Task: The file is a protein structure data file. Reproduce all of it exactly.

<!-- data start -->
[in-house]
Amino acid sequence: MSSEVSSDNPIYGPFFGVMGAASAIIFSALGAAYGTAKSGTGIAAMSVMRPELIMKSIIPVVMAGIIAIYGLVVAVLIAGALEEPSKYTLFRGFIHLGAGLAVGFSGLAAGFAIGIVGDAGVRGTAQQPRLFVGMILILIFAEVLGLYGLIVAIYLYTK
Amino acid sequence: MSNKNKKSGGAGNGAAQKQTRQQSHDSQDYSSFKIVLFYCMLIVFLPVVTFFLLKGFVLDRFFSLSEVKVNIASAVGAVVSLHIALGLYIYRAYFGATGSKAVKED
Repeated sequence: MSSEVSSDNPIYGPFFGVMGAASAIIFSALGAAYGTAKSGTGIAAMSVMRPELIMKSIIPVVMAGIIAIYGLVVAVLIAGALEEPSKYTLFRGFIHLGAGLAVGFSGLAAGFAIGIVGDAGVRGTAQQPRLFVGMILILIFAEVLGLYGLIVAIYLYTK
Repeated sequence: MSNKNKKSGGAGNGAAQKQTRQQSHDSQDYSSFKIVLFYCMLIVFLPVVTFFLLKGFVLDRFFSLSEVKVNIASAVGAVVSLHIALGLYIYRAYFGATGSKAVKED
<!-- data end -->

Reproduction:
[in-house]
Amino acid sequence: MSSEVSSDNPIYGPFFGVMGAASAIIFSALGAAYGTAKSGTGIAAMSVMRPELIMKSIIPVVMAGIIAIYGLVVAVLIAGALEEPSKYTLFRGFIHLGAGLAVGFSGLAAGFAIGIVGDAGVRGTAQQPRLFVGMILILIFAEVLGLYGLIVAIYLYTK
Amino acid sequence: MSNKNKKSGGAGNGAAQKQTRQQSHDSQDYSSFKIVLFYCMLIVFLPVVTFFLLKGFVLDRFFSLSEVKVNIASAVGAVVSLHIALGLYIYRAYFGATGSKAVKED
Repeated sequence: MSSEVSSDNPIYGPFFGVMGAASAIIFSALGAAYGTAKSGTGIAAMSVMRPELIMKSIIPVVMAGIIAIYGLVVAVLIAGALEEPSKYTLFRGFIHLGAGLAVGFSGLAAGFAIGIVGDAGVRGTAQQPRLFVGMILILIFAEVLGLYGLIVAIYLYTK
Repeated sequence: MSNKNKKSGGAGNGAAQKQTRQQSHDSQDYSSFKIVLFYCMLIVFLPVVTFFLLKGFVLDRFFSLSEVKVNIASAVGAVVSLHIALGLYIYRAYFGATGSKAVKED